adolphreed   6

Everybody Hates Cornel West | Jacobin
"We live in an era in which Clinton — who proudly supported mass incarceration and the obliteration of welfare — declares that a social-democratic program of financial reform and single-payer health insurance “won’t end racism.” A recent WikiLeaks publication of internal Clinton campaign emails reveals another line they were testing out against Sanders: “Wall Street is not gunning down young African Americans or denying immigrants a path to citizenship.”

It’s a sentiment that would’ve bewildered civil rights veterans like A. Philip Randolph, Martin Luther King Jr, John P. Davis, Bayard Rustin, and Lester Granger, all of whom were committed to social-democratic politics as a crucial means of putting racism on a path towards ultimate extinction. The tragedy of West isn’t that he’s “full of bitterness,” as his liberal detractors claim. It’s that the politics of West’s “black prophetic tradition,” try as he might to wield them for socialist ends, will today find their strongest, clearest articulation in the same old quest of “interpreting the drums” for a mostly white ruling class.

Earlier in the primary season, during an interview on the Real News Network, West directly called out the black elite — whom he calls “the lumpenbourgeoisie” — for abandoning “the black prophetic tradition” for “individual upward mobility” and the “formation of the black professional class.” As he put it, “Black folk for the most part became just extensions of a milquetoast neoliberal Democratic Party. But Adolph Reed and a host of others told this story many years ago. It’s becoming much more crystallized. We have to be willing to tell the truth no matter how unpopular it is.”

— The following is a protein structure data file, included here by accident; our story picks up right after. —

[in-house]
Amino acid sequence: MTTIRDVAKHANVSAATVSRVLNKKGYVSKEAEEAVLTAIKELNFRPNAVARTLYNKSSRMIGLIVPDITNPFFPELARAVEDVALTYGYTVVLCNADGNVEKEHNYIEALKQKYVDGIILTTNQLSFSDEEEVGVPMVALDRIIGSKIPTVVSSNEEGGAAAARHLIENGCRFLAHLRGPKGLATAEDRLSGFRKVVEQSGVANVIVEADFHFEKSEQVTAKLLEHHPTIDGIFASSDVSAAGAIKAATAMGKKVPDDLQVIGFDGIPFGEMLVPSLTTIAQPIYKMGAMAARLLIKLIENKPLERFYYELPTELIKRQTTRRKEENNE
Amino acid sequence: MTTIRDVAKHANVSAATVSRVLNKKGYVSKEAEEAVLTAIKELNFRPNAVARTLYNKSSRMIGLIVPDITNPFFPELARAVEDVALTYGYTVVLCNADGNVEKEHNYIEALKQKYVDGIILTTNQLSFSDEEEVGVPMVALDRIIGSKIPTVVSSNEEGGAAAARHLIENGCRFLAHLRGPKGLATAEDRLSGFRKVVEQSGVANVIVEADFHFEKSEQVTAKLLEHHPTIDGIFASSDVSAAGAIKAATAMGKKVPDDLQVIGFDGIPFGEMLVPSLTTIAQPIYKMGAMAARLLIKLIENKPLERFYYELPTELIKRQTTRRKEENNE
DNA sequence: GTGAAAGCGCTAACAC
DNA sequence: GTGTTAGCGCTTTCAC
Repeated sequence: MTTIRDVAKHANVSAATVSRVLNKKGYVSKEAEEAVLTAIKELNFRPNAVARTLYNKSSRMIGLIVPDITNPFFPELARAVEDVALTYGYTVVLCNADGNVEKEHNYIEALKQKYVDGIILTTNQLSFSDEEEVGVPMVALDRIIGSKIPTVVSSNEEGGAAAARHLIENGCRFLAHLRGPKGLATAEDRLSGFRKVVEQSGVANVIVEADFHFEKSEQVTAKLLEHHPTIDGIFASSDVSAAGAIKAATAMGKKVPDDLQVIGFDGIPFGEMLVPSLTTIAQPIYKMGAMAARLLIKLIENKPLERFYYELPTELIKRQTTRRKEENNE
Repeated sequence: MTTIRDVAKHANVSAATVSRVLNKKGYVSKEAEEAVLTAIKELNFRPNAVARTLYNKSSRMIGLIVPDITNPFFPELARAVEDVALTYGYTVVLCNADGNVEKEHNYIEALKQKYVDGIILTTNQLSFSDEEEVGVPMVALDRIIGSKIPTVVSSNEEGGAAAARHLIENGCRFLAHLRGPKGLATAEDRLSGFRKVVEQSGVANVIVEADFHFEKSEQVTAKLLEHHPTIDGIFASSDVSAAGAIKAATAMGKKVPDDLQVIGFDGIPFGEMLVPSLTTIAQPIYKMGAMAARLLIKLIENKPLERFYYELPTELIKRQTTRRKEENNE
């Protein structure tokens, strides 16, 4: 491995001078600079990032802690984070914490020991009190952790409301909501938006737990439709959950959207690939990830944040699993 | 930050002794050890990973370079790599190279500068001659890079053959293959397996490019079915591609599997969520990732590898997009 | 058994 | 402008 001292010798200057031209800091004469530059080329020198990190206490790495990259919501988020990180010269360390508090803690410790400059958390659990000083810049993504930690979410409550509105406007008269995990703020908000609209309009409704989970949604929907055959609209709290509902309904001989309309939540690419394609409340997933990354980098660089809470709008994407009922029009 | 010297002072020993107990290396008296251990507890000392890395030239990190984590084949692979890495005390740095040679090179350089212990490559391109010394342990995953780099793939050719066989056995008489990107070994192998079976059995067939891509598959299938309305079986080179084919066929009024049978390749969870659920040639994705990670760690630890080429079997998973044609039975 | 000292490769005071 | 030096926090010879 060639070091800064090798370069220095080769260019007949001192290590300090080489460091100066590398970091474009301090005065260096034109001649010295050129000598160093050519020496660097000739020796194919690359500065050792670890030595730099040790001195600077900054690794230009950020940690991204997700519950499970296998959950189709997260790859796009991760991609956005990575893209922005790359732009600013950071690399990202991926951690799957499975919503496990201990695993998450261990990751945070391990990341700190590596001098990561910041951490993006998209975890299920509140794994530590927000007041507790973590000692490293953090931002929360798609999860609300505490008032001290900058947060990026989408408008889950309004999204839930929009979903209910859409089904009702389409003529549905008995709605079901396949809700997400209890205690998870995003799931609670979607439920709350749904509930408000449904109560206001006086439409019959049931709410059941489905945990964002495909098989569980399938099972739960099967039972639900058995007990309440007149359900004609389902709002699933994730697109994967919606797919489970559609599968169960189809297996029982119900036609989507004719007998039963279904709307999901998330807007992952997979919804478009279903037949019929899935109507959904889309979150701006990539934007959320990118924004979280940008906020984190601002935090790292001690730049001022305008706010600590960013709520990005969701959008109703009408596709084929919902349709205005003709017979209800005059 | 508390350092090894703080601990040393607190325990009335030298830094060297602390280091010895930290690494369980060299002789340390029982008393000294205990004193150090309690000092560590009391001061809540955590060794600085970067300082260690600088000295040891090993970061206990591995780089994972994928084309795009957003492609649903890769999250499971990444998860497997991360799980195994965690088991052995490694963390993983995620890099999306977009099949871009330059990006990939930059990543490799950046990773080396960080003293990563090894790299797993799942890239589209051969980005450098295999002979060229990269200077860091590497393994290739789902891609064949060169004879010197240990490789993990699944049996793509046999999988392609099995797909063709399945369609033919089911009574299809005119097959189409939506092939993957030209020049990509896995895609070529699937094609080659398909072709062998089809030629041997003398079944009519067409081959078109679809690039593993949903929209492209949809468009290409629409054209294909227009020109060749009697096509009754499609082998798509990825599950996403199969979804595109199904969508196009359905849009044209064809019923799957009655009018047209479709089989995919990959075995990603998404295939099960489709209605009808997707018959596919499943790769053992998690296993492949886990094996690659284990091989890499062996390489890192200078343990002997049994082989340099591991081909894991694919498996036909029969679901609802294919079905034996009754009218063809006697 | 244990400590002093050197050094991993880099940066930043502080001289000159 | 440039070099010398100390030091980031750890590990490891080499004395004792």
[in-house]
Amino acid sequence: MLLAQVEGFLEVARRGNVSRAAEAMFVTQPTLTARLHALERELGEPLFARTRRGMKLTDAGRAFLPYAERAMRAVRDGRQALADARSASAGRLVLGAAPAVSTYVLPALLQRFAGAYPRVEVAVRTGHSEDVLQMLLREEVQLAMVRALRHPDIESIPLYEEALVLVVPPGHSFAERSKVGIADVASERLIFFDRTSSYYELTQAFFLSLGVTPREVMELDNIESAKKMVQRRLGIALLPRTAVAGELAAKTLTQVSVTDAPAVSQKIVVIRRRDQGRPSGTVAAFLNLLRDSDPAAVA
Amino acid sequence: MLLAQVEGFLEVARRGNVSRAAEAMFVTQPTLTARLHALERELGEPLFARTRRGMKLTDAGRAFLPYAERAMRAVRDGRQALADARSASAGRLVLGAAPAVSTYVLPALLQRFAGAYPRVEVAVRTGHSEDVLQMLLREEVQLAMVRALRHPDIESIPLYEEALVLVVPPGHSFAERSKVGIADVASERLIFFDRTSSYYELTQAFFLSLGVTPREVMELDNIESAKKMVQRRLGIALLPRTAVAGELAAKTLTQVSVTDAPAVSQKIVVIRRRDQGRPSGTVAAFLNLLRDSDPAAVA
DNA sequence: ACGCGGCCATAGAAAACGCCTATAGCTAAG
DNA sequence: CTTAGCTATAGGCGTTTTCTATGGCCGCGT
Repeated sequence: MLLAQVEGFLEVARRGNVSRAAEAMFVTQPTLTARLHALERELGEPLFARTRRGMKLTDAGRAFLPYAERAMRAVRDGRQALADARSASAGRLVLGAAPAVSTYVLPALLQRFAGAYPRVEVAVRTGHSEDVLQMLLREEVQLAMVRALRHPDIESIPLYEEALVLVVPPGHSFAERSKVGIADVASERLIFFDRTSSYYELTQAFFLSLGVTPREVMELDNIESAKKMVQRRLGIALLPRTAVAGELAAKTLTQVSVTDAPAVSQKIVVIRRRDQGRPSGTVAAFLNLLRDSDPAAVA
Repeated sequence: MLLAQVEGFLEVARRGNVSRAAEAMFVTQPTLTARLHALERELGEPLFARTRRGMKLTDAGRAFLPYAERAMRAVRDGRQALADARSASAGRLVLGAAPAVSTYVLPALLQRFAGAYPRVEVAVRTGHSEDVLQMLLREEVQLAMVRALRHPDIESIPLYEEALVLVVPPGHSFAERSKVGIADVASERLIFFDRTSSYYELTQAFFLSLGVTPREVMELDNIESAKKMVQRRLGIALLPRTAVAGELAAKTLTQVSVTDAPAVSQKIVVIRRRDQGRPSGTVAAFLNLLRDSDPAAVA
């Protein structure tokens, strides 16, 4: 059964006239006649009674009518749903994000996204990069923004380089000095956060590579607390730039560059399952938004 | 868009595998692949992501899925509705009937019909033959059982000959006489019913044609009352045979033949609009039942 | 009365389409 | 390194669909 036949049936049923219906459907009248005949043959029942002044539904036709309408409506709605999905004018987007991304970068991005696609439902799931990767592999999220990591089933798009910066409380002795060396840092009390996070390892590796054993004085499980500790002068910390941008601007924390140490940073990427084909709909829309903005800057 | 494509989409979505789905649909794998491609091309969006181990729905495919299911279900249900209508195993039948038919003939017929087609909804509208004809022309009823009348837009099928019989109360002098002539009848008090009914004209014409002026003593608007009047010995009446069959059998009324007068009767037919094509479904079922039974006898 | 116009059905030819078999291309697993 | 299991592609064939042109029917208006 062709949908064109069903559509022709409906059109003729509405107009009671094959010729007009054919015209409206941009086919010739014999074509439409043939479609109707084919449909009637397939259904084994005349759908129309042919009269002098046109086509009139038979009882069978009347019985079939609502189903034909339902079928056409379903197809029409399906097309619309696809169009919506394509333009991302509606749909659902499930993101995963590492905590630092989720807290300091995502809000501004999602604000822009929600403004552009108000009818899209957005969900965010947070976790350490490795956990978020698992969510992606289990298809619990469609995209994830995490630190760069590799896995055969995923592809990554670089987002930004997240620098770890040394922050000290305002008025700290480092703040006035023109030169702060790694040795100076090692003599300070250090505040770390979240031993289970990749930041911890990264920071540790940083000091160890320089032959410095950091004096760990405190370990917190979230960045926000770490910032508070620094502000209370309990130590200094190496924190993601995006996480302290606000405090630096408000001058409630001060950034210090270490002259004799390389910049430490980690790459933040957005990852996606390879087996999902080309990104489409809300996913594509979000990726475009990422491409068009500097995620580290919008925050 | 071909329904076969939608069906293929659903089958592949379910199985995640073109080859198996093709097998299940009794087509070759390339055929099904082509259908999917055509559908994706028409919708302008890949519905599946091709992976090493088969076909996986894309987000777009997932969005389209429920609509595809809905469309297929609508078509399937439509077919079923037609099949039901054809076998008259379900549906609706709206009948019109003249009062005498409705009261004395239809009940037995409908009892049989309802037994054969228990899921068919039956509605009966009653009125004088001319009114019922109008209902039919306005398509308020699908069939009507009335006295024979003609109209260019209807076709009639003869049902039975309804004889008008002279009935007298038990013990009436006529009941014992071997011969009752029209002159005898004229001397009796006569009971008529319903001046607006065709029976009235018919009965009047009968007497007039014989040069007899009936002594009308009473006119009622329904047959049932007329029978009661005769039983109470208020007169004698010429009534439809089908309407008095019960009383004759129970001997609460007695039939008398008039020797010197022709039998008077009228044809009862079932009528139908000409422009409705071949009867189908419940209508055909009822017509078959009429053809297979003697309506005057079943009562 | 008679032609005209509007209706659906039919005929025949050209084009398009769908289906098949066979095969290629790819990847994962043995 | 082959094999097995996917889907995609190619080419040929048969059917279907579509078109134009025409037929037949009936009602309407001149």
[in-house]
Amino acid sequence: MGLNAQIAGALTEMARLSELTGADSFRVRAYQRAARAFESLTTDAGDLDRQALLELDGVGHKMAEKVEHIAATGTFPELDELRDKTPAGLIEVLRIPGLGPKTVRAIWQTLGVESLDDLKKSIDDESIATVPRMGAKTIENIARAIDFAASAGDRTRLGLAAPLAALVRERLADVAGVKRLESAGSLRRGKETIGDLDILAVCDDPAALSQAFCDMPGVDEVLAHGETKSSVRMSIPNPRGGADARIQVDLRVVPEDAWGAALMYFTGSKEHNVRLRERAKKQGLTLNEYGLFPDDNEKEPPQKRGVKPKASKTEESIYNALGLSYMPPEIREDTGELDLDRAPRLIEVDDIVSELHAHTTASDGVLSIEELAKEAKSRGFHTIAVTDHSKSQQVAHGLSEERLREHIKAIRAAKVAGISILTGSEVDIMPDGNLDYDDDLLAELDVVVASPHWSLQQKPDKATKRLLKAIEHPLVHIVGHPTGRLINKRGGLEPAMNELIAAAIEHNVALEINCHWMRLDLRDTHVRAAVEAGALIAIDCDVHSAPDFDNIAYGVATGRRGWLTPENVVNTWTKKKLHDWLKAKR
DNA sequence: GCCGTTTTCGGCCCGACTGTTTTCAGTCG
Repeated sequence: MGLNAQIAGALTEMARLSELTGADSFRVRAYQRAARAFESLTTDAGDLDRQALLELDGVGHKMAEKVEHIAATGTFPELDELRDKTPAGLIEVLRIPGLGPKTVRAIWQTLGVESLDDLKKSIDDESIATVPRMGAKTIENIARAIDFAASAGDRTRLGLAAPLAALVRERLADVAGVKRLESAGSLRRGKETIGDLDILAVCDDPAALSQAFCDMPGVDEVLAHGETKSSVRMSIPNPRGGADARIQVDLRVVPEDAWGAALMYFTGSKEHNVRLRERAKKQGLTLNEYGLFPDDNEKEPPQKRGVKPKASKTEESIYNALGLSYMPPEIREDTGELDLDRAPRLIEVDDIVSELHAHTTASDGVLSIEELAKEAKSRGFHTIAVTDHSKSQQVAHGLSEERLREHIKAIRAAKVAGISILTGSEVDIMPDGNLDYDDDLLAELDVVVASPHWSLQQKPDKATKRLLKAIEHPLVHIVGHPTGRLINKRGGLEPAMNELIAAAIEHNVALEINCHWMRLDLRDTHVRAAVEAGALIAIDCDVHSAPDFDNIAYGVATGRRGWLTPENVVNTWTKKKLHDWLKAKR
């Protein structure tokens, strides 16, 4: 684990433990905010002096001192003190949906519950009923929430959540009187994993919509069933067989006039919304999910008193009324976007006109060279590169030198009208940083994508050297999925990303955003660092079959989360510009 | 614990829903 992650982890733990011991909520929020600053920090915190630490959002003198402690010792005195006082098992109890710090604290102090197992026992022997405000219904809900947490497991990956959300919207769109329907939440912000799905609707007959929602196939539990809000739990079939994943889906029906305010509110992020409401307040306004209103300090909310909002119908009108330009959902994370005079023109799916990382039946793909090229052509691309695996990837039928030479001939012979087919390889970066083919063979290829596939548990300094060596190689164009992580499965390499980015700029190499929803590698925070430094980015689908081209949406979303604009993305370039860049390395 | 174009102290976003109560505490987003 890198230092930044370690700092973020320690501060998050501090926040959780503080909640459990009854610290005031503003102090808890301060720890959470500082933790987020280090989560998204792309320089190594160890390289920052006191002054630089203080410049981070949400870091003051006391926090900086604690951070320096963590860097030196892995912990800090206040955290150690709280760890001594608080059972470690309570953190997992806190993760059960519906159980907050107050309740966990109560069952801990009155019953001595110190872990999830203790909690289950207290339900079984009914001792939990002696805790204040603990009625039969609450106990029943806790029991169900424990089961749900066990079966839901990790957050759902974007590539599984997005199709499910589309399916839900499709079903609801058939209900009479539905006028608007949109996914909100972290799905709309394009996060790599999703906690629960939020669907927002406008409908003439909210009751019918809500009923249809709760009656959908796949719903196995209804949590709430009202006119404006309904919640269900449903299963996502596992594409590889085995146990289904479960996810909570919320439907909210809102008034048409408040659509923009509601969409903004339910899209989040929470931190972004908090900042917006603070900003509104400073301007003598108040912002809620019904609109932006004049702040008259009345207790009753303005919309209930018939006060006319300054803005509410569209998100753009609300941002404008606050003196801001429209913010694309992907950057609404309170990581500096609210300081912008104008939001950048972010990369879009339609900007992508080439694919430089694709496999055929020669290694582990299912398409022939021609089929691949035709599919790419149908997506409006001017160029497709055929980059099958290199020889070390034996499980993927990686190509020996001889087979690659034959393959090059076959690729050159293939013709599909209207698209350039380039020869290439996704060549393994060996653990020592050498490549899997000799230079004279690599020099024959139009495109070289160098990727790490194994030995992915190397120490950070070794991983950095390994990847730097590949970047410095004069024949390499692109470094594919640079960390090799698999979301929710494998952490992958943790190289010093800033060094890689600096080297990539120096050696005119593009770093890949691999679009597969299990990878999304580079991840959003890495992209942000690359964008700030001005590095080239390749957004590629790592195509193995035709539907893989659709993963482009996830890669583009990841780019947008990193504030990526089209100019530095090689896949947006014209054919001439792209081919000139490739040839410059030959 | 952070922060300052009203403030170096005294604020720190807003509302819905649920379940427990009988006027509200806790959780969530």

West didn’t hesitate to proclaim that his biggest left-wing critic had been right all along. But the fact that he felt betrayed by this “lumpenbourgeoisie” in the first place only shows the limits of this political vision and the power of Reed’s original critique. After all, why would a “lumpenbourgeoisie” act different than any bourgeoisie? A vision of a harmonious insular black “community” without any internal class tensions might sound appealing to some in 2016 — particularly to the Democratic Party — but it’s a delusion no serious leftist can afford to entertain.

But as tragic as West’s crusade can appear, the sincerity of his commitment to a more just and egalitarian world — and the righteousness of his passion — cannot be called into question. Those who, like Michael Eric Dyson, claim that West’s political commitments now derive from nothing more than hurt feelings over unreturned phone calls to Barack are either not paying attention or shamelessly projecting their own guilty consciences onto West.

As soon as Sanders laid down his arms and endorsed Clinton, West was already on the trail for Green Party candidate Jill Stein, telling Bill Maher that “the Clinton train — Wall Street, security, surveillance, militarism — that’s not going in the same direction I’m going . . . she’s a neoliberal.” And while many criticisms of the Green Party’s electoral myopia are warranted, it’s impossible not to respect West’s drawing a line in the sand against the Democrats — a party he sees as irredeemable. If his break with Obama made him “sad and bitter,” one can only wonder what his elite critics think of him now.

The truth is that Cornel West is being punished for choosing a genuine commitment to a more egalitarian society over the faux radicalism (and career opportunities) of the DNC and MSNBC black intelligentsia. On an appearance on late-night television a couple years ago, David Letterman pitched him a softball question on the overall improvement in “race relations.” Instead, West chastised Obama and Attorney General Eric Holder for their inaction on police violence: “It’s a question of what kind of persons do you have, not just black faces.” After Letterman pointed out how at least things had improved for the LGBT population, West countered: “The system is still structured in such a way that one percent of the population owns 43 percent of the wealth, you end up with an embrace of gay and lesbian brothers and sisters, especially upper–middle class and above, but the gay poor, the lesbian poor, they’re still catching hell . . . It’s not just black. It’s white. It’s brown. It’s the structure of a system . . . it’s worse [than ever].”"